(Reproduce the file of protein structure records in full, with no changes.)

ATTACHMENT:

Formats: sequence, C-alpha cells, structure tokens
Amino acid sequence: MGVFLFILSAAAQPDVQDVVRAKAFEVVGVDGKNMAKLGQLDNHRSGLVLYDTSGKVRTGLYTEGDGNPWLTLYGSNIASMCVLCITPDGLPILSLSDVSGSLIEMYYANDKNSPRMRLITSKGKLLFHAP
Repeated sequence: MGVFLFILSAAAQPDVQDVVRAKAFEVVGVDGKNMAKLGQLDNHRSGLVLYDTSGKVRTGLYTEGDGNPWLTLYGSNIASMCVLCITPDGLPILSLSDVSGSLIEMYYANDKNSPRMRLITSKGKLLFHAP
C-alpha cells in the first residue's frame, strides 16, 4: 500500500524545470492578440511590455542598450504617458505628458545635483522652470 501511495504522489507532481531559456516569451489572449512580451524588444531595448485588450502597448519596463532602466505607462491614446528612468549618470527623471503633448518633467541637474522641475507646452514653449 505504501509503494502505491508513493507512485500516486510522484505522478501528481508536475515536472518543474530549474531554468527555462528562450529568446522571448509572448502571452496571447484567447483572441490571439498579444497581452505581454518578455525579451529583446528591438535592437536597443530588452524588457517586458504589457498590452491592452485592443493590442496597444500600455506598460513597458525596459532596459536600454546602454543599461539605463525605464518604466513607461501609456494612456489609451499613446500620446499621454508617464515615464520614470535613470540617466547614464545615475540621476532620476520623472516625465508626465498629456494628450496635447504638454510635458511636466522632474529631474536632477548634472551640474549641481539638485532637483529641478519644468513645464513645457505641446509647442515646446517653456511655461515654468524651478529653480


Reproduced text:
Formats: sequence, C-alpha cells, structure tokens
Amino acid sequence: MGVFLFILSAAAQPDVQDVVRAKAFEVVGVDGKNMAKLGQLDNHRSGLVLYDTSGKVRTGLYTEGDGNPWLTLYGSNIASMCVLCITPDGLPILSLSDVSGSLIEMYYANDKNSPRMRLITSKGKLLFHAP
Repeated sequence: MGVFLFILSAAAQPDVQDVVRAKAFEVVGVDGKNMAKLGQLDNHRSGLVLYDTSGKVRTGLYTEGDGNPWLTLYGSNIASMCVLCITPDGLPILSLSDVSGSLIEMYYANDKNSPRMRLITSKGKLLFHAP
C-alpha cells in the first residue's frame, strides 16, 4: 500500500524545470492578440511590455542598450504617458505628458545635483522652470 501511495504522489507532481531559456516569451489572449512580451524588444531595448485588450502597448519596463532602466505607462491614446528612468549618470527623471503633448518633467541637474522641475507646452514653449 505504501509503494502505491508513493507512485500516486510522484505522478501528481508536475515536472518543474530549474531554468527555462528562450529568446522571448509572448502571452496571447484567447483572441490571439498579444497581452505581454518578455525579451529583446528591438535592437536597443530588452524588457517586458504589457498590452491592452485592443493590442496597444500600455506598460513597458525596459532596459536600454546602454543599461539605463525605464518604466513607461501609456494612456489609451499613446500620446499621454508617464515615464520614470535613470540617466547614464545615475540621476532620476520623472516625465508626465498629456494628450496635447504638454510635458511636466522632474529631474536632477548634472551640474549641481539638485532637483529641478519644468513645464513645457505641446509647442515646446517653456511655461515654468524651478529653480